Empathy, Inc Director Yedidya Gorsetman on Challenges Facing Indies Image

What’s the underlying message you’re trying to convey through Empathy, Inc?

We explored a lot of themes in this film, and we still have conversations about themes we didn’t even know we’d included, which come to our attention every now and then. But I think it’s for the audience to decide what the message is. Our job as storytellers is to raise questions and point to the most honest multiplicity of answers we can, so anyone in the audience can own their own meaning.

Have advancements in technology, and all the new platforms, made things easier for independents?

Access to tech and gear is much improved. As an example, we didn’t pay for any equipment on this film, other than hard drives. It was all borrowed, and that’s because it’s readily available. Similarly, it’s also easier than ever to reach an audience through social media. But that’s not really what filmmaking is. The actual work: creating props, sets, hiring crews, figuring out logistics, getting people fed, the long hours, high stress, ticking clock, money vanishing, the vast amount of uncertainty you have to navigate—the real work of filmmaking that few understand until they experience it themselves—that is probably still just as hard as it ever was.

“We were just trying to tell the best story we could and make it look as good as we could. From theatre to phone screen…”

It’s getting harder and harder for indie films to get a theatrical release. Any advice to filmmakers on how they might still land one?

We’re lucky to have a theatrical release for Empathy, Inc. It’s hard to say what allowed us to have that. We worked hard on the script. Very hard on the production. The cast was phenomenal. And we worked hard on the edit. But at the end of the day we made a genre film that’s unlike its competition. It’s an original story with a distinctive vision. The genre helps a distributor buy it, because they know who to sell and market to. But the distinctiveness of the vision, although it’s not to everyone’s taste, helps those who do like it get really passionate about it, and that probably helped.

How do you prefer to watch movies? Do you prefer to see a film on the big screen?

I’m pretty agnostic. I love watching movies on big screen with an audience in a theatre. But I also watch a lot at home on my TV, computer, and sometimes phone. All I really care about is if it’s good.

The visuals of Empathy Inc definitely lend it to a big screen. When you were making the movie, were you shooting with the assumption that it would play theaters?

Not being insiders, we knew we were going to have to go to festivals first, and most festivals play films on a big screen, so everything we did was geared towards that. But I don’t know if we thought about it much. We were just trying to tell the best story we could and make it look as good as we could. From theatre to phone screen. Every possible scenario.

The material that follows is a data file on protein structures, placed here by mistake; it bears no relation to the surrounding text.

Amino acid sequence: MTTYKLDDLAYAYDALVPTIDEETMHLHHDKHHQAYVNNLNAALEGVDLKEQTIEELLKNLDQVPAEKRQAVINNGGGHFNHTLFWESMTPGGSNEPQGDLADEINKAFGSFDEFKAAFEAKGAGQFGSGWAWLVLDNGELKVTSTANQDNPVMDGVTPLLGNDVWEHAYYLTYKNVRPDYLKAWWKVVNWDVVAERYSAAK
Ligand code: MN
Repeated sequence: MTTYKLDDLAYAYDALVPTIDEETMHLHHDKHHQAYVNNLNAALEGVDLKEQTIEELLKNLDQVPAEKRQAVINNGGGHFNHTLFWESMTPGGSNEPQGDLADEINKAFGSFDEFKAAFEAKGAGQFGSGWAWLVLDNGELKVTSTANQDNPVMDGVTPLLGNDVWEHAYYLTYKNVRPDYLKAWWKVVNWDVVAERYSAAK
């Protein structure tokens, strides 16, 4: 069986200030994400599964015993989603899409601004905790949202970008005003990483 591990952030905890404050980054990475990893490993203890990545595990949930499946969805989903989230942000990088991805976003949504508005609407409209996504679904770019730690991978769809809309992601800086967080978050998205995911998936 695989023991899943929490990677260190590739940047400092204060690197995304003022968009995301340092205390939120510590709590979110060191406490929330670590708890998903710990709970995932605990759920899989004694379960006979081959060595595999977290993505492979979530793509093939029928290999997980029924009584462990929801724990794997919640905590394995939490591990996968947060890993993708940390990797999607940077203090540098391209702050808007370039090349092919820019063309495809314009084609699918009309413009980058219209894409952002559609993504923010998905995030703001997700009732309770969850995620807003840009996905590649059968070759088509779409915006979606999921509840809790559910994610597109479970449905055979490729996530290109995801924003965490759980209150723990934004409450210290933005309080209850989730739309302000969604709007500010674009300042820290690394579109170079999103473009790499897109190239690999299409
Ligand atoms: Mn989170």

“Do you want to interact with your audience in person? Meet other filmmakers? Travel around with the film?”

Do you recommend independent filmmakers give their films a festival run first before going out to distributors?

For us, the question is how do you get your film to audiences? Most of the time, festivals seem to be a large part in making that happen. If you have access to a distributor without needing to get noticed through a festival, then it becomes about something else. Do you want to interact with your audience in person? Meet other filmmakers? Travel around with the film? Those things are fun and helpful, but festival submissions and travel can be expensive if you’re fronting the cost on your own. So like with production, it’s just a matter of weighing the decision to see if the benefits outweigh the costs. Having a specific festival plan, and targeting submissions to relevant festivals was a big part of our strategy, and how we ultimately met our Sales Agent who helped land our distribution deal with Dark Star Pictures.

Is it still just as important to attend the film markets to land a home for your film?

I really don’t know. The goal should be to get your film seen by people in the industry. You need to take any opportunity that seems reasonable where you are getting closer to reaching your audience. For us, we decided early on that we were going to follow the fans. If a programmer was into the movie, then we were going to screen there. Our thinking was that if he/she liked it, then chances are the people he/she was screening for would also like it. That eventually lead us to distribution.

Empathy, Inc, is available On Demand from Dark Star Pictures.

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  1. Dillon Hunt says:

    It is interesting that they did not do much research into psychology, and VR and they used the story to frame these elements. I wonder if more advanced portrayals of VR may have played favorably or unfavorably in the film. The fact this was their first film that was filmed in multiple locations was interesting, they did a really good job with setting in this film. The way they handled the complexity of the film is also very interesting and proves how far they have come as filmmakers.

  2. cesmarie says:

    Empathy, Inc., a new sci-fi thriller, delves into the expanding role of technology in society, especially virtual reality, through the use of a start-up company set in a dystopian world. I enjoyed seeing how the ability to body-switch with the less fortunate, blurred the lines of ethics and what it means to be human. Overall, the stellar performances and hidden messages gives this film the uniqueness it has.

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